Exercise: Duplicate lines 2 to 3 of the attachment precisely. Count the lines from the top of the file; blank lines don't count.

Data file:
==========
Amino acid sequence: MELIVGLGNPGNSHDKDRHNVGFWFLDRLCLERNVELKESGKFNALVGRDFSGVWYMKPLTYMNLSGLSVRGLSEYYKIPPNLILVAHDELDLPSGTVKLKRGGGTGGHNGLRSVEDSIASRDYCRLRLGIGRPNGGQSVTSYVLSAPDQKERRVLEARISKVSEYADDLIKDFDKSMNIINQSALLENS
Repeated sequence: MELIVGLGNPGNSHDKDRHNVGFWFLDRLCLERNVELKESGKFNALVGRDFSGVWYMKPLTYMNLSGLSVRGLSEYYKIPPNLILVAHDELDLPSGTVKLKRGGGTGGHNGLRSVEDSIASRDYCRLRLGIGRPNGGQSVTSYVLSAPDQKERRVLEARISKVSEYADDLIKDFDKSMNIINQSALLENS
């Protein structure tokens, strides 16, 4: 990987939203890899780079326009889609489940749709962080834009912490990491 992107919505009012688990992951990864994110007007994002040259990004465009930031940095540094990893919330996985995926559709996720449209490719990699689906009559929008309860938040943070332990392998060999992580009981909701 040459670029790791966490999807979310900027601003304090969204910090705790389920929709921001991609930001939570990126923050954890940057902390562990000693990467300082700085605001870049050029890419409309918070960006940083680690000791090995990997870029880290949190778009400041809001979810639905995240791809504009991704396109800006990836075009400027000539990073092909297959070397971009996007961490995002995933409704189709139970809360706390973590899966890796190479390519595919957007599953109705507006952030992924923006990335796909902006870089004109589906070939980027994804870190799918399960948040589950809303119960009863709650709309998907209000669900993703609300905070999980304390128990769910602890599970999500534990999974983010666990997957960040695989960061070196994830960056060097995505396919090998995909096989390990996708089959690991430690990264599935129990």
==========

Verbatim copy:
Repeated sequence: MELIVGLGNPGNSHDKDRHNVGFWFLDRLCLERNVELKESGKFNALVGRDFSGVWYMKPLTYMNLSGLSVRGLSEYYKIPPNLILVAHDELDLPSGTVKLKRGGGTGGHNGLRSVEDSIASRDYCRLRLGIGRPNGGQSVTSYVLSAPDQKERRVLEARISKVSEYADDLIKDFDKSMNIINQSALLENS
């Protein structure tokens, strides 16, 4: 990987939203890899780079326009889609489940749709962080834009912490990491 992107919505009012688990992951990864994110007007994002040259990004465009930031940095540094990893919330996985995926559709996720449209490719990699689906009559929008309860938040943070332990392998060999992580009981909701 040459670029790791966490999807979310900027601003304090969204910090705790389920929709921001991609930001939570990126923050954890940057902390562990000693990467300082700085605001870049050029890419409309918070960006940083680690000791090995990997870029880290949190778009400041809001979810639905995240791809504009991704396109800006990836075009400027000539990073092909297959070397971009996007961490995002995933409704189709139970809360706390973590899966890796190479390519595919957007599953109705507006952030992924923006990335796909902006870089004109589906070939980027994804870190799918399960948040589950809303119960009863709650709309998907209000669900993703609300905070999980304390128990769910602890599970999500534990999974983010666990997957960040695989960061070196994830960056060097995505396919090998995909096989390990996708089959690991430690990264599935129990």